I am not dissing Canton, I think finding ways to encourage micro start ups would be a great idea. I personally am just not convinced that it is always about one specific tax break. I think it would be interesting to see if this would work or not, I guess I am being overly critical as I don’t really see the downside of Coumo’s plan I just think there may be better ways. At the same time why not give it a shot?

  18. The Original Larry says:

    Nothing is free, not education for foreign students, not insurance for the uninsurable and not tax incentives for businesses. That people actually think so is profoundly depressing. That politicians continue to propose these half-assed schemes instead of real, honest-to-god solutions is an enduring testament to the naiveté of the American people and our misplaced belief that everything will eventually come right without anyone having to break a sweat. We’ve been operating with a “lotto” mentality for almost 70 years now and the results are painfully obvious.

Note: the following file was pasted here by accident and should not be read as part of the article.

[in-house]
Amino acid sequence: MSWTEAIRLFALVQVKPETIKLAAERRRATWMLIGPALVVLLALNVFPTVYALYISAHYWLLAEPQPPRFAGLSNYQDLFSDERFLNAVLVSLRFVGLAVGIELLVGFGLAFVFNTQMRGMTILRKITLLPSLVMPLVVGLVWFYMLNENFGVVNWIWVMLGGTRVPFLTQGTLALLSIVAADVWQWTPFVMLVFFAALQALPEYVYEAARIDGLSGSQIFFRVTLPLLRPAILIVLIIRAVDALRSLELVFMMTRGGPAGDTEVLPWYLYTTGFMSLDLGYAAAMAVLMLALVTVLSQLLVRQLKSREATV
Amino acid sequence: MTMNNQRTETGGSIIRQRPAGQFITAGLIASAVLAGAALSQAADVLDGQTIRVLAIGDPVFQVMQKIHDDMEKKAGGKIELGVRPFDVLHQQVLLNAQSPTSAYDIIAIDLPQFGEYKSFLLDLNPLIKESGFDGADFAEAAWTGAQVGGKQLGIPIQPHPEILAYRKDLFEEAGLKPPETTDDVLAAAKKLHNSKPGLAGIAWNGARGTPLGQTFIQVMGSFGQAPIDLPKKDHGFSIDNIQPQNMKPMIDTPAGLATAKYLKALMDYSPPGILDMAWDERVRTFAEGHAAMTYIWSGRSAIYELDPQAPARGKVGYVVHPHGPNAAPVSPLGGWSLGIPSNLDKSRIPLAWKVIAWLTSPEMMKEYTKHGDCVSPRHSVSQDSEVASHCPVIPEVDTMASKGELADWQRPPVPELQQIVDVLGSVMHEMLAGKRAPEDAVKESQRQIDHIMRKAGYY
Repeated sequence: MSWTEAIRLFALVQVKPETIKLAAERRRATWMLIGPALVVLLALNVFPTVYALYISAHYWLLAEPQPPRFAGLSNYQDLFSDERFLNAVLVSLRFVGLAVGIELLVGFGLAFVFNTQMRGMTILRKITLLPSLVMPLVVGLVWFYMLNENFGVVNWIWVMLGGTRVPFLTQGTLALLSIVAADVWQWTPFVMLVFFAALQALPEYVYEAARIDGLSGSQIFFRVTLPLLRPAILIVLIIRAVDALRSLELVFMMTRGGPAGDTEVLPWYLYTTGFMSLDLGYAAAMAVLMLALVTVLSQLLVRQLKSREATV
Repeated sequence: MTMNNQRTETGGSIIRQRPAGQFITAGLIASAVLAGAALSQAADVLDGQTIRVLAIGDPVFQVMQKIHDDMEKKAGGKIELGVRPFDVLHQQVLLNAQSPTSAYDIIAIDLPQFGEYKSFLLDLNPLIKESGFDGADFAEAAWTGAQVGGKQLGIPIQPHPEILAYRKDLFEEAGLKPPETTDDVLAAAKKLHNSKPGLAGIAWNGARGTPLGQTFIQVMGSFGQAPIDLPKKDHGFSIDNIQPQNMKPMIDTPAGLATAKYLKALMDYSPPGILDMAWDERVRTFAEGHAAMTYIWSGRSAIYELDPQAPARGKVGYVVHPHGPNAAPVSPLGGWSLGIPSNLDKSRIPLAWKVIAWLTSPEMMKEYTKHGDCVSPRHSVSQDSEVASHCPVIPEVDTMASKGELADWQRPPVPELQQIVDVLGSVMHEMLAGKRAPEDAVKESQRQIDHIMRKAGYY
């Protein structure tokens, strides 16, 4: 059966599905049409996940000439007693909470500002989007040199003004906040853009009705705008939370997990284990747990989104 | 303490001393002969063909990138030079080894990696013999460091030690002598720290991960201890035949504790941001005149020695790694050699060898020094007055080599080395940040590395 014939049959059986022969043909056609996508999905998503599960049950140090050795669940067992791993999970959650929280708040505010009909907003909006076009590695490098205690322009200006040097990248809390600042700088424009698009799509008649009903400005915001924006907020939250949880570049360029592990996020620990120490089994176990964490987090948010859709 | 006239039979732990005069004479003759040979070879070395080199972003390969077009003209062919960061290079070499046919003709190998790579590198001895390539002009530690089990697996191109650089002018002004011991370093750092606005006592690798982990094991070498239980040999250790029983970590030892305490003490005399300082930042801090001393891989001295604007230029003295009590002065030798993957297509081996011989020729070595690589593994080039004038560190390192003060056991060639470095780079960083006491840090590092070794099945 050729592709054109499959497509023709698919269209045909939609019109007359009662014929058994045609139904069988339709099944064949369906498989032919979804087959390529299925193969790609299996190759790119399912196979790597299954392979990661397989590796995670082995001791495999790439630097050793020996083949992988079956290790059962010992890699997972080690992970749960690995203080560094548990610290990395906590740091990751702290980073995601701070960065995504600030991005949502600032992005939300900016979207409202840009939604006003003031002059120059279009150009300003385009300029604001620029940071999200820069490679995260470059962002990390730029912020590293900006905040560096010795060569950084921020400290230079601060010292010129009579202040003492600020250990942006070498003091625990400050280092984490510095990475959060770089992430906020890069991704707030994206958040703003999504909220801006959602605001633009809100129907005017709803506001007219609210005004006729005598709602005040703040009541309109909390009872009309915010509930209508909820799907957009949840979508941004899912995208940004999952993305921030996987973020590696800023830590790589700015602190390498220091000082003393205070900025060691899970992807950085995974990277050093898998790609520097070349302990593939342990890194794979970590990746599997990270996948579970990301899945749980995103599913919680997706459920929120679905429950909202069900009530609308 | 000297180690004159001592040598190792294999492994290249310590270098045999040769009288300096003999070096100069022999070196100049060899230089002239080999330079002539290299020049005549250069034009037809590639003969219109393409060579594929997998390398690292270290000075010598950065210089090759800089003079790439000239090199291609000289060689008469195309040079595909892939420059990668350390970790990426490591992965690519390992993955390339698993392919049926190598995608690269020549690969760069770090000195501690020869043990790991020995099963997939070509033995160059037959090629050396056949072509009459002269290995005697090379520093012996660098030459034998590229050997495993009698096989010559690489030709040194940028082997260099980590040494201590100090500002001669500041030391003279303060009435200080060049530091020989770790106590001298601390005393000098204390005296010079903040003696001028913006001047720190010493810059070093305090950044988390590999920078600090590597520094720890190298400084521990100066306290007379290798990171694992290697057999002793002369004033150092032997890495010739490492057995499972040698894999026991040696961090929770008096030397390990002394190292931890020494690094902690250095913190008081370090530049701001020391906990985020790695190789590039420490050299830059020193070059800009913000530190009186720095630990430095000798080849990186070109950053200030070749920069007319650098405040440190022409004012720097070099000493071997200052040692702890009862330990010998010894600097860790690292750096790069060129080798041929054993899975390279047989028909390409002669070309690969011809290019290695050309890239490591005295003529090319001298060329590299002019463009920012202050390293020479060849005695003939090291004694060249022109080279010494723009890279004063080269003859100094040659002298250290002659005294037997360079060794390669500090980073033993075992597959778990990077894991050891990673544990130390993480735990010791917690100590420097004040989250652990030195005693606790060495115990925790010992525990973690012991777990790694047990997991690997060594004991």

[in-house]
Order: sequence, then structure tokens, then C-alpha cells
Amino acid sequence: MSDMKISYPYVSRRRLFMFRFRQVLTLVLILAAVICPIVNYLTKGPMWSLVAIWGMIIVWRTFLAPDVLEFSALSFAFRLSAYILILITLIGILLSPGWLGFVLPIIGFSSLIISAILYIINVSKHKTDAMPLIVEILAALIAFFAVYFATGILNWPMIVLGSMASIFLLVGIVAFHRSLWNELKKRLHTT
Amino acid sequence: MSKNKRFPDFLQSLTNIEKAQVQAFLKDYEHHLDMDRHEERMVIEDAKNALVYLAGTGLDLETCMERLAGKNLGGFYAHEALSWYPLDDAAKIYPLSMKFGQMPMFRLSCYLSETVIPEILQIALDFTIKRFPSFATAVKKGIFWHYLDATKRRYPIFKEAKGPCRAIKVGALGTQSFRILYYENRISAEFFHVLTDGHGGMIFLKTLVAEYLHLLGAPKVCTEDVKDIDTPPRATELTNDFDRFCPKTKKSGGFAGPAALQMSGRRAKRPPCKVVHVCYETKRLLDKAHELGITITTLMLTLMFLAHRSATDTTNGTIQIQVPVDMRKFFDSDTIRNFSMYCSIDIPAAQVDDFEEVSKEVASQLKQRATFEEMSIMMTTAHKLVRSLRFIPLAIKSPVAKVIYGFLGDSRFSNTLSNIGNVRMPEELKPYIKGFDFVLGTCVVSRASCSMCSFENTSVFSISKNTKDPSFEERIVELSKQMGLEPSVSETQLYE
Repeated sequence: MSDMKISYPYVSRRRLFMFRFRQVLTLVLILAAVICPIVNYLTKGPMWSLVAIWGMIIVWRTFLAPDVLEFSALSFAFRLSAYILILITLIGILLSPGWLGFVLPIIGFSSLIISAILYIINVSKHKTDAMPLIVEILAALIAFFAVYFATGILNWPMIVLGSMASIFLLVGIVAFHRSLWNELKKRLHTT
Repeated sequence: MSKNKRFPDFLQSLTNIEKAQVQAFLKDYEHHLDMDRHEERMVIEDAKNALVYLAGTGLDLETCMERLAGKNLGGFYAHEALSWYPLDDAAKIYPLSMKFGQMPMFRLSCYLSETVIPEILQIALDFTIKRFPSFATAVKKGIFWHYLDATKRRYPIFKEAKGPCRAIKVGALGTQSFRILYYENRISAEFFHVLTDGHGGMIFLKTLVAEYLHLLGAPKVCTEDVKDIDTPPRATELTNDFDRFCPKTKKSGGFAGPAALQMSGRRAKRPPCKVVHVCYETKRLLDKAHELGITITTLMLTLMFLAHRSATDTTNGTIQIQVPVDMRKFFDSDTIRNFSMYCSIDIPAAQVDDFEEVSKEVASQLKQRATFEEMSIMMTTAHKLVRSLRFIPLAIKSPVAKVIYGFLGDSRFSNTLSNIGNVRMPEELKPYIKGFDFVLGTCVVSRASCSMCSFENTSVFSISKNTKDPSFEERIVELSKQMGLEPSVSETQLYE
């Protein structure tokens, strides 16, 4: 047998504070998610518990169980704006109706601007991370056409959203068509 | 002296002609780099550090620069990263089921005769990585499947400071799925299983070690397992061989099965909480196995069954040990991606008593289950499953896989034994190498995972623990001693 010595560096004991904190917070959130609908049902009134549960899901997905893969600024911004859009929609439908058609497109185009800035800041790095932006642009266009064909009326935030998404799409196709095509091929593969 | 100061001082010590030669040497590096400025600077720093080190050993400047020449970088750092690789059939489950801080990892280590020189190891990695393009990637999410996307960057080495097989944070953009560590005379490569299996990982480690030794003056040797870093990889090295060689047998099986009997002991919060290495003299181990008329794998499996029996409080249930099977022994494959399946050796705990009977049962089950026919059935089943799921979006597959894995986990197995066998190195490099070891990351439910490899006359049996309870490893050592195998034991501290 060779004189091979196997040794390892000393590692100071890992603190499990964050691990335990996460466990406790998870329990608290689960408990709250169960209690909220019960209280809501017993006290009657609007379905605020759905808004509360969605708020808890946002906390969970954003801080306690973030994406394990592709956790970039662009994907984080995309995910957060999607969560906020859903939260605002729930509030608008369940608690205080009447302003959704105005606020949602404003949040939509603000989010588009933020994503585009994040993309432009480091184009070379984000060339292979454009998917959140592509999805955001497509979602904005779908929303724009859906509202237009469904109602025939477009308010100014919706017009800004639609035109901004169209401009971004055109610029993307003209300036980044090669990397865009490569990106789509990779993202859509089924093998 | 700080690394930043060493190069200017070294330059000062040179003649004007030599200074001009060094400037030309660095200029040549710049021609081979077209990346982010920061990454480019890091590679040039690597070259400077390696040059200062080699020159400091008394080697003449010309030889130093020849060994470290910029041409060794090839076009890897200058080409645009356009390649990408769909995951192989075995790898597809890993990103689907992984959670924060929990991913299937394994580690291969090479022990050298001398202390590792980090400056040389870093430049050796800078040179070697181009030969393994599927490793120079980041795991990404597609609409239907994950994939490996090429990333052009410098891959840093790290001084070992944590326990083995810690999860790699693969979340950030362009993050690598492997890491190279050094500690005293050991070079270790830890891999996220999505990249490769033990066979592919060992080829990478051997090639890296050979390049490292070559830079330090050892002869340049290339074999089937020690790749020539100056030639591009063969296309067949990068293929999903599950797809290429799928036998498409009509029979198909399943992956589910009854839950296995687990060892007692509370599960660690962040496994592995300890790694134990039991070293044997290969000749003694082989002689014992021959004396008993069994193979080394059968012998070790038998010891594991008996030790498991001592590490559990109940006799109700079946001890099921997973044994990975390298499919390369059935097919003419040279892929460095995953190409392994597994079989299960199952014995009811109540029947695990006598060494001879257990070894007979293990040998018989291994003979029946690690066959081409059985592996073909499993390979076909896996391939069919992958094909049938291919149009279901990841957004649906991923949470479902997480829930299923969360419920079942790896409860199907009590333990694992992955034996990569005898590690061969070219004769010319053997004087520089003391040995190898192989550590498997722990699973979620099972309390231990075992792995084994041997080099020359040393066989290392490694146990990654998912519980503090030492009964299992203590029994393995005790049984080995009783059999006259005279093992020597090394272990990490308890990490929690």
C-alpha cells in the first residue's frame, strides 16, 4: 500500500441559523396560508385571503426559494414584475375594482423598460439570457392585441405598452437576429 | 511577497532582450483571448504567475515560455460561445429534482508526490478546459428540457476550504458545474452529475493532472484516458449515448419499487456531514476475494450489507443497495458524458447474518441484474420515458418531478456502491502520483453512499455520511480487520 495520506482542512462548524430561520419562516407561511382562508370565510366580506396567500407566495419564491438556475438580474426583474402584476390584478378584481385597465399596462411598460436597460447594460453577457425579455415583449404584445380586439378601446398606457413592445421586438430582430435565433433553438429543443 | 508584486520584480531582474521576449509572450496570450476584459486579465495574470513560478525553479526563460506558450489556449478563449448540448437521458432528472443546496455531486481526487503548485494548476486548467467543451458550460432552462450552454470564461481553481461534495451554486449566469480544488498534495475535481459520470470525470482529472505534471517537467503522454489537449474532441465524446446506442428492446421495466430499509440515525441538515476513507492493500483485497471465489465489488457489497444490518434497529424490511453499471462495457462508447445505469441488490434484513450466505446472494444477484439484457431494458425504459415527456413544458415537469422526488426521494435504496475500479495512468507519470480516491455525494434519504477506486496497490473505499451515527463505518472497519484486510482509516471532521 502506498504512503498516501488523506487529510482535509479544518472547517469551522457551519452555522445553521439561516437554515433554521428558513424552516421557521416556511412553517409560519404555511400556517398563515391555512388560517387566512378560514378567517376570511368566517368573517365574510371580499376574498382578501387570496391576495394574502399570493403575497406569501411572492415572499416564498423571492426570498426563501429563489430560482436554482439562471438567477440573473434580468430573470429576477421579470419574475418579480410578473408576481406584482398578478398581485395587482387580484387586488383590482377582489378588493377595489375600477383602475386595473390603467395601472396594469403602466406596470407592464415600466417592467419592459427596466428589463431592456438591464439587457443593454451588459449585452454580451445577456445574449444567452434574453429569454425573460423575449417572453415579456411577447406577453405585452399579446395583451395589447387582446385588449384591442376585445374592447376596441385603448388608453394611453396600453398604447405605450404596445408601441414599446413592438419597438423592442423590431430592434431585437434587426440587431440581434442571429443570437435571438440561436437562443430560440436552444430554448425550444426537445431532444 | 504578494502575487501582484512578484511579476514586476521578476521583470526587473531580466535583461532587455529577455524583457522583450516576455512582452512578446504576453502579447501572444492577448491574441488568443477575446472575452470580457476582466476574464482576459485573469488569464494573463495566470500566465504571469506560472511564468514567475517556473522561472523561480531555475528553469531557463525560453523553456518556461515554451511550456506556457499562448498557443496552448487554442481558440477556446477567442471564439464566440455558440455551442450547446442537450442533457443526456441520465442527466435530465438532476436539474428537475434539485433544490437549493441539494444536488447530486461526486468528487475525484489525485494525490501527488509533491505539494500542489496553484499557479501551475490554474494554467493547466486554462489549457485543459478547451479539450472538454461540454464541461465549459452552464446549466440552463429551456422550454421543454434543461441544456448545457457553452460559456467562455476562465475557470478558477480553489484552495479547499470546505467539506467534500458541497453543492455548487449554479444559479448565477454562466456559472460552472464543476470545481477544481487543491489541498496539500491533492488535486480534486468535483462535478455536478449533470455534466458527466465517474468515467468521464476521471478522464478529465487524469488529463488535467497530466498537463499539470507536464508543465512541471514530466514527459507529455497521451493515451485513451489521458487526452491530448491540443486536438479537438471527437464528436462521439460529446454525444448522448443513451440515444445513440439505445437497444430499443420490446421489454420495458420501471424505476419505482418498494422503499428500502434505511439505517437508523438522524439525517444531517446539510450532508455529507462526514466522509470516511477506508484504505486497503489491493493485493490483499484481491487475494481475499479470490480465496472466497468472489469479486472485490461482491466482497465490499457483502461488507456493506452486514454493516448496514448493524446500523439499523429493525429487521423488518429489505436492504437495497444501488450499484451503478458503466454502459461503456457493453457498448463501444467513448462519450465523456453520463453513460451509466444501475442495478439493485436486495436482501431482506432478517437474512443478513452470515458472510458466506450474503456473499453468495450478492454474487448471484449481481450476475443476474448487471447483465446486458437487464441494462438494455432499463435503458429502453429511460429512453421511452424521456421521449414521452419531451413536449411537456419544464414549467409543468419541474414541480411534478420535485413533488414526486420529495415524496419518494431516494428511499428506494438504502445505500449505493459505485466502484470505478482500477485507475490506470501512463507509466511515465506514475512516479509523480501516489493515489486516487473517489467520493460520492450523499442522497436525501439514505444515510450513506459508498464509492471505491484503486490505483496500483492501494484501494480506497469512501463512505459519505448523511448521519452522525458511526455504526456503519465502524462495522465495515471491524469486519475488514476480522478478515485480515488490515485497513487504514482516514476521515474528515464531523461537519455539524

19. It's Still All Bush's Fault says:


    Governor Cuomo’s current term will be continue through the end of 2014. He will be re-elected to a second term (by a landslide) in November 2014. Unfortunately, he will be largely absent from Albany during his second term while he campaigns for the 2016 Presidential Election.

  20. locker says:

    Peter Hahn when more people burden the system and don’t pay those who do pay will pay more. That’s a pretty simple concept to grasp isn’t it? No taxes for 10 years and thos who work there pay no income taxes either. A stupid plan supported by people who have no clue.